Hidden Villas of Beirut

One of the great things about walking the streets of Beirut is discovering the capital’s hidden and often abandoned mansions, known locally as villas. Some can simply be found off the beaten path such as this castle-like yellow building:

It seems to have been converted to apartments and was very well kept:
Interesting to note was its surviving perimeter wall–used to block the unseemly sight of the neighbors?

When I asked around, people living nearby referred to the building as “Villa Kettaneh”–Kettaneh being one of the wealthiest and most prominent families in the country. If anyone can verify if Kettanehs actually lived here, please let me know. I’ve driven down this narrow side street dozens of times without ever noticing it!
In fact, driving is a problem when looking to spot Beirut villas, especially the more traditional ones, which are often cloistered behind a dense patch of trees and bushes. Because many of these villas are located on busy city streets, they would appear as nothing but a patch of greenery when zipping past in a car–as one would do in Beirut.
But when walking (something many Beirut residents try avoid) the details of the streets and their buildings come alive. For example, while shooting some photos near Villa Kettaneh, I spotted a kind of steeple roof I had never seen before a few blocks away:
So I decided to get a closer view:
Turns out it was one of those typical bushy patches I’d driven past a million times before, but barely glanced at for more than a second.
On foot though, and from a distance, shapes emerge from the dense foliage and the abandoned past seems close to being revealed– that is, until you reach the front gate.
These rust-caked steel doors leave almost nothing to public view. Thanks to the civil war however, they are pock marked with tiny shrapnel holes and one near the bottom was large enough to fit my camera lens into. The hole was so small I could only see inside by viewing my camera’s LCD screen:
Intrigued, I tried to get a better view by sneaking into an alleyway around the corner…
But the brush from years of neglect was too dense to make anything out:
Amid this virtual urban rain forest, I came upon a shanty-roof settlement of Syrian migrant workers. They claimed that some men had squatted in the house for a couple of years but then abandoned it, without saying why. I’d heard similar stories about other abandoned villas, which begs the question: who owns these historic homes, and why have they been abandoned in the first place?
One answer often heard is that the owner was some wealthy Lebanese businessman who fled the country during or before the civil war in the 1970s and never returned, only to die abroad with no direct heir or interest in reclaiming the property.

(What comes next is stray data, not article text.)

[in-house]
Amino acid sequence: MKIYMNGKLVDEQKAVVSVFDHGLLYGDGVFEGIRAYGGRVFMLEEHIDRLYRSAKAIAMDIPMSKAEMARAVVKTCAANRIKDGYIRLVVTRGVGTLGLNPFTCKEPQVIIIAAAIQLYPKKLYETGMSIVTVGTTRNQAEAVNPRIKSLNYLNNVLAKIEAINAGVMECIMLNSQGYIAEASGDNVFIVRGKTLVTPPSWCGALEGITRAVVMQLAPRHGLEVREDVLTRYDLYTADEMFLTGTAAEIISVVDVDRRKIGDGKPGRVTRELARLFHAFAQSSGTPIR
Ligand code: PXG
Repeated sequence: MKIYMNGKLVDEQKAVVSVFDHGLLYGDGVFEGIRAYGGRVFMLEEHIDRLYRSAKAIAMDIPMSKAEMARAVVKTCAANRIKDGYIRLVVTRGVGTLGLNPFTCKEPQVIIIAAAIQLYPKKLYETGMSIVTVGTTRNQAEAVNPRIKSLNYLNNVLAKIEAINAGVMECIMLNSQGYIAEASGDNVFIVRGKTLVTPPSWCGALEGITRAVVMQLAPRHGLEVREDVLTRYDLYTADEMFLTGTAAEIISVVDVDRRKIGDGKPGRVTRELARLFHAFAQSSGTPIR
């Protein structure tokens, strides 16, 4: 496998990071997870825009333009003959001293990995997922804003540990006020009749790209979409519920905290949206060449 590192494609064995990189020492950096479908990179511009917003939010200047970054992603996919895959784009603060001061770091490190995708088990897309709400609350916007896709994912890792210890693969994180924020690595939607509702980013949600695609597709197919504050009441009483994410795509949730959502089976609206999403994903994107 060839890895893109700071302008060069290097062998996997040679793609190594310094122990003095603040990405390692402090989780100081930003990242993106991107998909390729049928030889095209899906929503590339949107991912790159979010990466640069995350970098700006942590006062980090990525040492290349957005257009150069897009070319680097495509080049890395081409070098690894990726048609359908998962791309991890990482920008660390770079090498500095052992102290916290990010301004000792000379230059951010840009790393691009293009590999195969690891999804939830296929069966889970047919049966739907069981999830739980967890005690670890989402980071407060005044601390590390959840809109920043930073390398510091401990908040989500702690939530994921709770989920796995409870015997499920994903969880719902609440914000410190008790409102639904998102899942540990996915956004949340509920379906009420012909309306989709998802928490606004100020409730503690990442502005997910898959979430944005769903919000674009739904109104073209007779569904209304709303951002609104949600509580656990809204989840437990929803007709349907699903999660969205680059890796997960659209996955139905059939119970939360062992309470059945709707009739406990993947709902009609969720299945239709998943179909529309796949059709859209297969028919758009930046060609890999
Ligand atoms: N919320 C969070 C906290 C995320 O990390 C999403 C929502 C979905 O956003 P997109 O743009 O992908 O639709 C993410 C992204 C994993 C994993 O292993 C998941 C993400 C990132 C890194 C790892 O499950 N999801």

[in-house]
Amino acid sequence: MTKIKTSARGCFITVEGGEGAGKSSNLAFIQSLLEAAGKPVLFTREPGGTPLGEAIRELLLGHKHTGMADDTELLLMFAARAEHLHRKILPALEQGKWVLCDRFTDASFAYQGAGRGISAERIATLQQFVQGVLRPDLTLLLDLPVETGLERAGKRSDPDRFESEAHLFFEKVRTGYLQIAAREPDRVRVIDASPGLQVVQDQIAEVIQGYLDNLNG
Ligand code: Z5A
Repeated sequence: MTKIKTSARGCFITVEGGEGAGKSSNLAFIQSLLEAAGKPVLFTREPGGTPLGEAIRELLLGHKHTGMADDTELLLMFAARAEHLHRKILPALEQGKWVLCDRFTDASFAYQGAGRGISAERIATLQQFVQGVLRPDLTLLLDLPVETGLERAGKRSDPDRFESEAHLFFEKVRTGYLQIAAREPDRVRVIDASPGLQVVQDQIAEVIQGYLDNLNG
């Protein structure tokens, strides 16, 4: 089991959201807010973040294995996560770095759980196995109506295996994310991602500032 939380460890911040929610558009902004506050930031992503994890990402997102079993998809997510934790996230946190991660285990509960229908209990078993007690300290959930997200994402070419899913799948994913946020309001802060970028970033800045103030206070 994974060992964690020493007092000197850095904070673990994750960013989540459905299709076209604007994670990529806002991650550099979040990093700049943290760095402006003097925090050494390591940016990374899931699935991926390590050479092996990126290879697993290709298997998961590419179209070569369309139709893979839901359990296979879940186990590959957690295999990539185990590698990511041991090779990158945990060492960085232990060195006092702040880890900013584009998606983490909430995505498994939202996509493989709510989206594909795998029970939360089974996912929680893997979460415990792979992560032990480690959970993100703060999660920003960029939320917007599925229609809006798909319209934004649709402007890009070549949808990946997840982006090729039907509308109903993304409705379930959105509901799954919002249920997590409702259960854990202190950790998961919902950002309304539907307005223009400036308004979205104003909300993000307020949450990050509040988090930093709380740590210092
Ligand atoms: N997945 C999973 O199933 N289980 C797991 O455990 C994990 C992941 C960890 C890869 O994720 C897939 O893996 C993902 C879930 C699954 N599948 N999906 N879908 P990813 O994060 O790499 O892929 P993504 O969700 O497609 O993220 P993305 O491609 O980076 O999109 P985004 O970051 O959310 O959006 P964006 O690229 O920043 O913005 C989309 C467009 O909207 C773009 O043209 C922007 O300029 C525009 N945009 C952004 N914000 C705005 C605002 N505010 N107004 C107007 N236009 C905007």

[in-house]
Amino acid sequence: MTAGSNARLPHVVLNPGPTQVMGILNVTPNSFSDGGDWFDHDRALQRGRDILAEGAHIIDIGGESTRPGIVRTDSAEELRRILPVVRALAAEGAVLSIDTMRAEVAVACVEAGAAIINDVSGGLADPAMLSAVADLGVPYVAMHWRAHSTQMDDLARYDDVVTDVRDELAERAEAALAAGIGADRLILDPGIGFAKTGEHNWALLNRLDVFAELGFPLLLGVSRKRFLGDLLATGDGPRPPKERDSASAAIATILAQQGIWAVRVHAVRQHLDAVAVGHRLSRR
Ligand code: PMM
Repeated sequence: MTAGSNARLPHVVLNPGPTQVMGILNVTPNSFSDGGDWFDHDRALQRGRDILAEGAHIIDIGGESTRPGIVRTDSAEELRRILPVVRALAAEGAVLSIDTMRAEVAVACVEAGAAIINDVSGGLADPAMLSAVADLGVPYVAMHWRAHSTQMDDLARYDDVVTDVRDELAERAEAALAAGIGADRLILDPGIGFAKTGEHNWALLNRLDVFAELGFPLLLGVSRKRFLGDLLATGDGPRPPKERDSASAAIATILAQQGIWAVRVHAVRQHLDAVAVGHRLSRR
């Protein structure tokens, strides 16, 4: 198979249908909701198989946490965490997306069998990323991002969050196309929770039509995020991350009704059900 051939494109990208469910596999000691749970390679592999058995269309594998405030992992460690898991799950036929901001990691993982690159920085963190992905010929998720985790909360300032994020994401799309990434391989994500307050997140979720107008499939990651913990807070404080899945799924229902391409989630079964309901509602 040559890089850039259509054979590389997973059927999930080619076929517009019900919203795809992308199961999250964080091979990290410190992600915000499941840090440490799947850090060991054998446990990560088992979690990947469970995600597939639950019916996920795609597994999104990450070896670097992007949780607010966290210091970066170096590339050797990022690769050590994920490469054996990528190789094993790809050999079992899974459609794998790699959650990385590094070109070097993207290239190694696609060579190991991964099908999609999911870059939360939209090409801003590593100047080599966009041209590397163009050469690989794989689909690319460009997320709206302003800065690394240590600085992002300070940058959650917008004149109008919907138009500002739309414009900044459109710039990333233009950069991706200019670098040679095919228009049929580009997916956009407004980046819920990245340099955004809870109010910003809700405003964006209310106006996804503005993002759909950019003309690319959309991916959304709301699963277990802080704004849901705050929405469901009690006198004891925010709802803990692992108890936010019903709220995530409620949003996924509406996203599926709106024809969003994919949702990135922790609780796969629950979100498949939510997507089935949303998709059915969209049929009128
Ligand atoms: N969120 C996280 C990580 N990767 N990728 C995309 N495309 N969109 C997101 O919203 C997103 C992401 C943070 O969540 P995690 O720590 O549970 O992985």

Whether or not such cases actually exist, there are bound to be hundreds of stories waiting to be told behind the decaying gates of these once majestic homes. Abandoned or refurbished, the hidden villas of Beirut add a little flair to the ever-mysterious, and thus somewhat magical state of affairs in Lebanon.
  1. I could give you more info on all these villas. Our place in Beirut is a few steps away. I have heard of fights between greedy owners and even greedier developers and squatters being caught in the middle etc I tuned it out because these stories all sound the same I heard Jumblatt was involved on the side of preserving the old villas

  2. I am going to be in Beirut for Christmas and I will get the scoop and let you know. I just know that my mom and Mrs Nora Jumblatt were fighting to preserve the old villas in that neighborhood.

  3. There are tons of them all around beirut, the ones you don’t notice are too ugly because no one ever takes care of them, and some of them are in areas that don’t seem to be of interest for developers.
    But we should push to have every single one of them renovated, downtown beirut style, instead of having them replaced with new bineyet.
    Every time i pass one of those houses, it’s like a piece of heaven in the concrete jungle..

  4. I agree Fadi, though I don’t think we need to copy the model of Solidere in downtown–preserving the villas would make for a great walking tour, good for tourism and preserving the city’s heritage.

  5. Just came across an old comment of yours on my blog… do you still keep up this blog?

    Either way, I’ve actually scaled that wall once and went around that building (it’s locked so you can only look inside through the broken windows). It has a gigantic garden (full of garbage on one side) as well. That’s one building I would love to return to its old glory!

  6. Interesting Nicolein– doesn’t this villa also have another entrance on spears street, near future tv, across the street? There’s a big wall and trees there too..

    As for the blog, yes I have many posts planned, but slightly distracted by other projects at the moment–restarting soon though!

Comments are closed.

You May Also Like
Read More

Beirut boys gone wild

Here are some pictures I took during last night’s festivities in downtown Beirut. In a bid to ‘rejuvenate’…